But the Most High witnessed this procedure; and, behold, a hand is seen writing some mysterious characters upon the wall, facing his chandelier. His countenance is changed from its former joyous brightness to gloom and horror. His mind is filled with alarm and terror; the joints of his loins are loosed, and his knees smite together. The king flies to the usual resource of the ignorant and superstitious, the astrologers and soothsayers: but they failed him, as they had done his grandfather. Que may wonder that, seeing the characters, they made no attempt to deci

pher and interpret them; but it is possible they might be as much alarmed as the king himself, and had no time for planning as imposition. The queen dowager, that is, Nebuchadnezzar's queen, who appears not to have been of this joyous party, hearing of their consternation, recommends an immediate application to Daniel, whom she describes as having in him "the spirit of the holy gods ;" and he appears without delay, though he seems to have been now out of office. Great honours and rewards are again proffered him; but he had learned the vanity of all earthly honours, and spurned at the proposal. He was willing, however, to undertake the task required; but began with a severe reproof of the king's idolatry, and inattention to his Maker; a reproof, alas! too applicable both to the writer and the reader of these lines: "The God in whose hand thy breath is, and whose are all thy ways, thou hast not glorified." To him, indeed, the warning was too late,-may it not be so to us! The enemy was at their gates, and while one part of the company was stupified with liquor, and the other horrified by the message from heaven, Cyrus entered the impregnable city; the king was slain, and the empire was transferred to the Medes and Persians.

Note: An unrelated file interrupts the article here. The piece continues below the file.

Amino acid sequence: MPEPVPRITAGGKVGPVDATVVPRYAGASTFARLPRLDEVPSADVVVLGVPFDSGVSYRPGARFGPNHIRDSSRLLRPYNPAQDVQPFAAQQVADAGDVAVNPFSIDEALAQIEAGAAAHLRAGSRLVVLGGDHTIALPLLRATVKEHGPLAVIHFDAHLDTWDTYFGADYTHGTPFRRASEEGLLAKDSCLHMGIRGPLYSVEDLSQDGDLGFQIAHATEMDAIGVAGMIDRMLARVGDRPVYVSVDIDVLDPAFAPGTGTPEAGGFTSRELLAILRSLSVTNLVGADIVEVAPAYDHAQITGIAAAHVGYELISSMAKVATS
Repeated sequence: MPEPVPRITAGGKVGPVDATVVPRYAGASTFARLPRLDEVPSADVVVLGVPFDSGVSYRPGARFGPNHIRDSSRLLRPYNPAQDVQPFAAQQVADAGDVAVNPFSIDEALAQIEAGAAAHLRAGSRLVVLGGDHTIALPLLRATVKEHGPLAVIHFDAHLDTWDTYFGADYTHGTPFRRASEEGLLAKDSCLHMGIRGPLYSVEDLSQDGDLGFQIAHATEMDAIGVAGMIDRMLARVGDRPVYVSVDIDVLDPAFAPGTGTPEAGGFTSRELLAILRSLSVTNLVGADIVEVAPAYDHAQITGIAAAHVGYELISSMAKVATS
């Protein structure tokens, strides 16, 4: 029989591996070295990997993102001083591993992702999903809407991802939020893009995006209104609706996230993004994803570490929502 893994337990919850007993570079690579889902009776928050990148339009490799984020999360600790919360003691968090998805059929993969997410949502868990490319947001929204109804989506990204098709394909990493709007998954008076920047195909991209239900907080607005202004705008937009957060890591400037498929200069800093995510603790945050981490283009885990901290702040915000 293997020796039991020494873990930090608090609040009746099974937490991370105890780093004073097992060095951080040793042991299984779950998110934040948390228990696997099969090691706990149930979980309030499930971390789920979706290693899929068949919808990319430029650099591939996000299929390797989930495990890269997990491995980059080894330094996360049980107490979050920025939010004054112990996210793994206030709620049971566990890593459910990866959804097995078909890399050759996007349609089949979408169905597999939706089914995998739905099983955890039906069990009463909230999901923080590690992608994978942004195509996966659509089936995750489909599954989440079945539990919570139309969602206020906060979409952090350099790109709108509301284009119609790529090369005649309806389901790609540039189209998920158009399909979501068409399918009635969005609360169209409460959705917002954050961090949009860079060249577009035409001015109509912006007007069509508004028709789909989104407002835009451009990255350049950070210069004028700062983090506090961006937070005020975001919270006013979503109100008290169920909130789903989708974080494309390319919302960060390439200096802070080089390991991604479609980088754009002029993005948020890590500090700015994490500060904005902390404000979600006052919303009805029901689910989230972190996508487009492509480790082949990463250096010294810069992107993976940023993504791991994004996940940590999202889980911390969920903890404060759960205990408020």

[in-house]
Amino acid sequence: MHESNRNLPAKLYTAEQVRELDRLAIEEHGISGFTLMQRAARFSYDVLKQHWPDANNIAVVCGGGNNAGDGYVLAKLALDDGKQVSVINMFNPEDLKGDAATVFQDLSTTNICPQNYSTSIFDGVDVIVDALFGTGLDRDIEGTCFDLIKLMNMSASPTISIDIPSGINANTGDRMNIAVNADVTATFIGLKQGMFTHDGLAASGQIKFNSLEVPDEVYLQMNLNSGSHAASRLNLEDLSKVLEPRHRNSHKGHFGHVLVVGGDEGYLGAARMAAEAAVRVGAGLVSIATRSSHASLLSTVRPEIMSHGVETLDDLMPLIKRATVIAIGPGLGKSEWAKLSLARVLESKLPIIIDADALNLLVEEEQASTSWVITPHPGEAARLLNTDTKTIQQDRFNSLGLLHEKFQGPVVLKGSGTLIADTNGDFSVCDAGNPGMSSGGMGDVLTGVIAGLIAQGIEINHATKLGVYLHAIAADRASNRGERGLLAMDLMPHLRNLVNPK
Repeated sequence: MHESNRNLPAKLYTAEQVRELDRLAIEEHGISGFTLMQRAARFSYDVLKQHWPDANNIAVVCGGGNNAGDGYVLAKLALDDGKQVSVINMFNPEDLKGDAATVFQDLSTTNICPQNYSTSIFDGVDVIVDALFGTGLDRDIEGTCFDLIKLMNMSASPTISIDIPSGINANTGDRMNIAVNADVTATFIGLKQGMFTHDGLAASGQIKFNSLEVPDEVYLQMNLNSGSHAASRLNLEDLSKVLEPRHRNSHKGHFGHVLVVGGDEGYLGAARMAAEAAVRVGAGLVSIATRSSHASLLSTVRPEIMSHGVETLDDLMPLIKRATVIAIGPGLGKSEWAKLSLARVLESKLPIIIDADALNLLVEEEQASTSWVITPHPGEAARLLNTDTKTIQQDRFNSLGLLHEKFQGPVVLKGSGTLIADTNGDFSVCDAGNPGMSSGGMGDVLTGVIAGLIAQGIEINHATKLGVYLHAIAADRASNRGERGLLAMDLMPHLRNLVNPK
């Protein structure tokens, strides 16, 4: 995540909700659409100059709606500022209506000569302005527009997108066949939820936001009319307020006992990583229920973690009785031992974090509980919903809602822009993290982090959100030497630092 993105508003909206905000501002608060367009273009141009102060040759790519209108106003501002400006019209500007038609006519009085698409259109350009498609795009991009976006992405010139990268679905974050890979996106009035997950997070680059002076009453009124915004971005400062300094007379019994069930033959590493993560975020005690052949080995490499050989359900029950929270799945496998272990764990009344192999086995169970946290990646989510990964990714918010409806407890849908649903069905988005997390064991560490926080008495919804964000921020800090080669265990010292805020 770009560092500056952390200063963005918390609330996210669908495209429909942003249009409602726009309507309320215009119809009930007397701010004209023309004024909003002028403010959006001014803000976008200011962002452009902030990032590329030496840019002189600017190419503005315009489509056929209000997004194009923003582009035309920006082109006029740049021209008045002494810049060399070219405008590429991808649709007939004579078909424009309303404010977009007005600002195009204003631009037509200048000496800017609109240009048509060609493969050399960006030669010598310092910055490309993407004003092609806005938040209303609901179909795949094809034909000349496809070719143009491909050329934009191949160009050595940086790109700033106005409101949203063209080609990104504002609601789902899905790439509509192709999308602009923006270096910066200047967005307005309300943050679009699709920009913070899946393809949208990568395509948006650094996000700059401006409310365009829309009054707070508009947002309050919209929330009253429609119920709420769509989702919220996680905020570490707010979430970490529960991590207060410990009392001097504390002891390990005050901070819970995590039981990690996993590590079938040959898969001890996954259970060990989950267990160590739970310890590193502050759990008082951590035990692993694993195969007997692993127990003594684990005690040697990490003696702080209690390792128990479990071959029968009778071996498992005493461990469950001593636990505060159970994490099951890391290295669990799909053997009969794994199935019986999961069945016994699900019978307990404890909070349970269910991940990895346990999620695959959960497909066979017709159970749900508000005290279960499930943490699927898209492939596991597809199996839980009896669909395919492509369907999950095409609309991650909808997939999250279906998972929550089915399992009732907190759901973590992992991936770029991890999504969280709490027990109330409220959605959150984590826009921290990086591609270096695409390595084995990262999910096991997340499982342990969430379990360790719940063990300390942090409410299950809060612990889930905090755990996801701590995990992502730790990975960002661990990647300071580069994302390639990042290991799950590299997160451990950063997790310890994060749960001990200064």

CHAP. VI. Ver. 1. Darius-called also Cyaxares, whose father was Ahasuerus (ch. ix. 1.) or Astyages, king of Media, who concurred with the king of Assyria in the destruction of Nineveh. Herodotus and Xenophon both mention a gold coin called a Daric, from this prinee, of which Sir Isaac Newton mentions having seen one.

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9 Wherefore king Darius signed the writing and the decree.

10 Now when Daniel knew that the writing was signed, he went into his house; and his windows being open in his chamber toward Jerusalem, he kneeled upon his knees three times a day, and prayed, and gave thanks before his God, as he did aforetime.

11 Then these men assembled, and found Daniel praying and making supplication before his God.